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Pride & Prejudice

Friday, May 19, 2006 2:13 AM

The Senate voted Thursday to establish English as the national language of the United States, declaring that no one has a right to federal communications or services in a language other than English except for those already guaranteed by law.

Folks, if you are fluent in another language, now is the time to call your elected representative and complain. Write a letter in French. Call the White House and speak Spanish.

I can't wait until the terrorists start sending us warnings in Farsi.

Which means, of course, that the Senate is likely to follow through with declaring that the Star-Spangled Banner has to be sung in English.

But in a disgusting display of American "patriotism," San Jose Sharks fans chose to boo the Canadian national anthem.

When such behavior is evident, no one can hold their head up proudly.

The Senate also further advanced the idea of a constitutional amendment that would ban same-sex marriages.

Hey, let's bring back miscegenation laws, too! That'll nail two birds with one stone, defend traditional marriage and solve the too-few-white-babies problem.

General Michael Hayden continues to spout the same excuses about the NSA spying program. Warrants were not sought, he claims, because the process is too slow, and they had only minutes to obtain one.

FISA allows for retroactive filing. It was designed to support those exact instances, where time was of the essence.

Hayden contradicted himself as well, stating that the program used probable cause � when earlier stories about the program clearly pointed out the reduced standard of reasonable belief.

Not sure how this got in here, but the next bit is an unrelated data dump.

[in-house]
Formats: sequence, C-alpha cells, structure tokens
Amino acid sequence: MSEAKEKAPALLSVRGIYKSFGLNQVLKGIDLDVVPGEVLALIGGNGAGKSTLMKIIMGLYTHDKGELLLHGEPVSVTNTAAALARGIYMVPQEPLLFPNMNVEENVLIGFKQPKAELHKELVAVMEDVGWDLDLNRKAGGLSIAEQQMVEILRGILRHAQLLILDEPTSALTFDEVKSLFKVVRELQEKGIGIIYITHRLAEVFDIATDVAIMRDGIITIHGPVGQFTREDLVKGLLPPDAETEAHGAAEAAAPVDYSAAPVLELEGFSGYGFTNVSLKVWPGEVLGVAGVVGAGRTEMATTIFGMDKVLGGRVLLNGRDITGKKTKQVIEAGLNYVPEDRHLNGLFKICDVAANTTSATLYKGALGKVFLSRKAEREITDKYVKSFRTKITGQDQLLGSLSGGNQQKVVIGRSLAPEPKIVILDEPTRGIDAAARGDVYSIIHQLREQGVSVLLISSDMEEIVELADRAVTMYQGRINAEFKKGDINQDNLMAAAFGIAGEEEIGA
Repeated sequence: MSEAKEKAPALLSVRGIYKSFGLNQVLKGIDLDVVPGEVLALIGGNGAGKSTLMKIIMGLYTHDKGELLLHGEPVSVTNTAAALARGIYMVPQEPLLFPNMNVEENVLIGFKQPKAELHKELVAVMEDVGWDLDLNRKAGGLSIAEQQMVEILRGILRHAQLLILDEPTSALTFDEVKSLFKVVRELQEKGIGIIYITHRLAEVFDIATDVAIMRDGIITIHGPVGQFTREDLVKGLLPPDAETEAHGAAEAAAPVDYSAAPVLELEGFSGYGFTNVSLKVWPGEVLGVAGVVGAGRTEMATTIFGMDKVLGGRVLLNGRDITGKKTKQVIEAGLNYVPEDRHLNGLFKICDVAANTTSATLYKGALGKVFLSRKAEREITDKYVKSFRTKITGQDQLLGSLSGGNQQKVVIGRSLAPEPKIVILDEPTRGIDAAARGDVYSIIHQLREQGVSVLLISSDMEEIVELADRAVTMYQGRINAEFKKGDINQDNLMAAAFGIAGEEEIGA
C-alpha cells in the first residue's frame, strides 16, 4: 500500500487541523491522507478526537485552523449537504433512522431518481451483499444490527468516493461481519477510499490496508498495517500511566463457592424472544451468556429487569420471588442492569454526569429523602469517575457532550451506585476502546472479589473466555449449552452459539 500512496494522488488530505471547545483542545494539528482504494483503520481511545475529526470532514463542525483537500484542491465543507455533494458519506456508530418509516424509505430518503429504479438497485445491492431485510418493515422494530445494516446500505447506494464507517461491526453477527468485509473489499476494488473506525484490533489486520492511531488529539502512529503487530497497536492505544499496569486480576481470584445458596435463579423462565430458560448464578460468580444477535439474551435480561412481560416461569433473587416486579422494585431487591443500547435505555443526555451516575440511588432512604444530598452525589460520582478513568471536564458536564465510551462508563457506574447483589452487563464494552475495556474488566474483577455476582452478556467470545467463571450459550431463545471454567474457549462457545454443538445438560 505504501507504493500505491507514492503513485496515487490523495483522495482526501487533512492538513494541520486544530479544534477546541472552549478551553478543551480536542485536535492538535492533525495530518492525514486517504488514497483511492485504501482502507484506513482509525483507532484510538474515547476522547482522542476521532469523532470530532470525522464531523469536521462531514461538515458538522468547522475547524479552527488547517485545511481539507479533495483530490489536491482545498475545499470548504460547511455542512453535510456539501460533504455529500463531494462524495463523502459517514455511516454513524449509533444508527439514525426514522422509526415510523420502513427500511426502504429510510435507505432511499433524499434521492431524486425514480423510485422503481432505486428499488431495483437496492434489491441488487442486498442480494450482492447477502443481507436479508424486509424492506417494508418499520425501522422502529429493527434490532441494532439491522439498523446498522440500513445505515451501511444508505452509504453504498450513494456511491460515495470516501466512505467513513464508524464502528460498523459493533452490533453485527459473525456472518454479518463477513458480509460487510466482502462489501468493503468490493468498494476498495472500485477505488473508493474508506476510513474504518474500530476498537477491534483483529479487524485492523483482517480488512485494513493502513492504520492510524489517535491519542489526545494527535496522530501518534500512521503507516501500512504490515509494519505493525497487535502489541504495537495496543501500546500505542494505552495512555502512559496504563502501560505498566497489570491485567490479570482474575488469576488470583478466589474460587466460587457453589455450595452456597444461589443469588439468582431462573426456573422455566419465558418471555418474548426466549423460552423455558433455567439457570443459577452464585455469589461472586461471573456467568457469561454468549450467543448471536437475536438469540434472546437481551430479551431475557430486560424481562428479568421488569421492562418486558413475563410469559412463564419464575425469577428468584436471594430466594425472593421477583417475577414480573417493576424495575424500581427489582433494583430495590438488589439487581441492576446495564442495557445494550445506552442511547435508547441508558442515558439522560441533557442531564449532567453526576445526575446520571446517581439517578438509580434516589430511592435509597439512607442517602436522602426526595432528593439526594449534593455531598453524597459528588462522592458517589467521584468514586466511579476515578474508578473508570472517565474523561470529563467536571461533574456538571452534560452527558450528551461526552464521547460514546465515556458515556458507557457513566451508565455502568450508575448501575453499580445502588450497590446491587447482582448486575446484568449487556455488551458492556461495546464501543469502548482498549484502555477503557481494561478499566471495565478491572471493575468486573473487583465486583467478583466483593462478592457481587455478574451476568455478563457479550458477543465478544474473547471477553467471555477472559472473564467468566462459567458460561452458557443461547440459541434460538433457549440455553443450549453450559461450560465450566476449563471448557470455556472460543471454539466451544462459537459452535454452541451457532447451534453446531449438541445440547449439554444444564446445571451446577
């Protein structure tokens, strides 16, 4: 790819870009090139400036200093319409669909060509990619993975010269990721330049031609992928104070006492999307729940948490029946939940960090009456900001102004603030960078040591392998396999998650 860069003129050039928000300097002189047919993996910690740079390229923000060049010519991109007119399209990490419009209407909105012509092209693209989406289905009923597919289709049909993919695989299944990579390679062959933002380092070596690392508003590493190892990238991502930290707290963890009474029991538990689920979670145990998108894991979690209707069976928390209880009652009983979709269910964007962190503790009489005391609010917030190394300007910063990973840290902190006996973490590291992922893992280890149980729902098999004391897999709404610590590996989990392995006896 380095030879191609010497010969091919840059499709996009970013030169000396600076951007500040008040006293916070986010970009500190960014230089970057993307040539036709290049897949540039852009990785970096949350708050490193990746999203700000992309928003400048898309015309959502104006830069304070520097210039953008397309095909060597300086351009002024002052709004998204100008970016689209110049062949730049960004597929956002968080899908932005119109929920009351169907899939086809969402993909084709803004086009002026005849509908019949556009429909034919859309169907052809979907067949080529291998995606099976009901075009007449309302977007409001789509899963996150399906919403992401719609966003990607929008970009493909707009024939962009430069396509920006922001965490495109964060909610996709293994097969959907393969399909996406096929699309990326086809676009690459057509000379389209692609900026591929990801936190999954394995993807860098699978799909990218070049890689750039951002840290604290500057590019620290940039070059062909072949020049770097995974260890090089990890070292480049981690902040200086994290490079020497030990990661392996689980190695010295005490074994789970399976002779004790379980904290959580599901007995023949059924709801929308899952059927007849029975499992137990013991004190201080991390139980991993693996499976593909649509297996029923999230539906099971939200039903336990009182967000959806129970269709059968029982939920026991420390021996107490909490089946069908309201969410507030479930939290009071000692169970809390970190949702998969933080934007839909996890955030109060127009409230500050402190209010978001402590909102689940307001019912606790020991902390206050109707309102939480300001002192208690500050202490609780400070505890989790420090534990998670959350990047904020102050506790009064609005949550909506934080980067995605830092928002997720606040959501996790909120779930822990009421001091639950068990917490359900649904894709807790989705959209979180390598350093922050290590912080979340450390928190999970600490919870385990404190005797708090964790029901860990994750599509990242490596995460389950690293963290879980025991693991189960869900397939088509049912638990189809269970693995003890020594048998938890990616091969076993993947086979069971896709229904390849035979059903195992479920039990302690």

And Hayden again speculated that, had the same program been in place prior to 9/11, two of the hijackers would have been detected.

So, in other words, the alleged power of the president to conduct domestic surveillance in a time of war not being relevant, why, exactly, would we be conducting such surveillance? (And, Article II of the Constitution neither addresses the incidence of war nor surveillance, only establishes the president as command-in-chief of the armed forces, which has been rather generously interpreted as granting more power than Richlieu's carte blanche to Milady DeWinter.)

And while the phrase, 'speak truth to power' may be in vogue in Washington, the most recent instance was Senator Dianne Feinstein's comment from the day before. Yet, in Hayden's testimony, he assured the committee that he would 'speak truth to power.'

Spitting back the exact phrase is a linguistic cue that someone is lying.

The honesty of the Bush Administration took another hit as James Tobin, a senior official in his re-election campaign was sentenced to 10 months in prison for jamming Democratic 'get-out-the-vote' hot lines in New Hampshire during the 2004 election.

So, how about those Diebold machines?

Lastly, Pat Robertson says God has told him that storms will lay the smackdown on America's coastline this year, including a possible tsunami in the Northwest.

Considering that we haven't finished cleaning up in the wake of Hurricane Katrina, this isn't an incredible display of foresight. And the Discovery Channel recently ran a documentary on the potential for a tsunami in the Northwest, which makes me wonder if ol' Pat fell asleep in front of the television again and mistook the idiot box for the Voice of God.

Of course, I'm still trying to figure out why intelligent design advocates constantly point to the complexity of the human organism and say that it's proof of God ... but when global warming types point to Hurricanes Katrina and Rita, the complexity and long odds are random chance.

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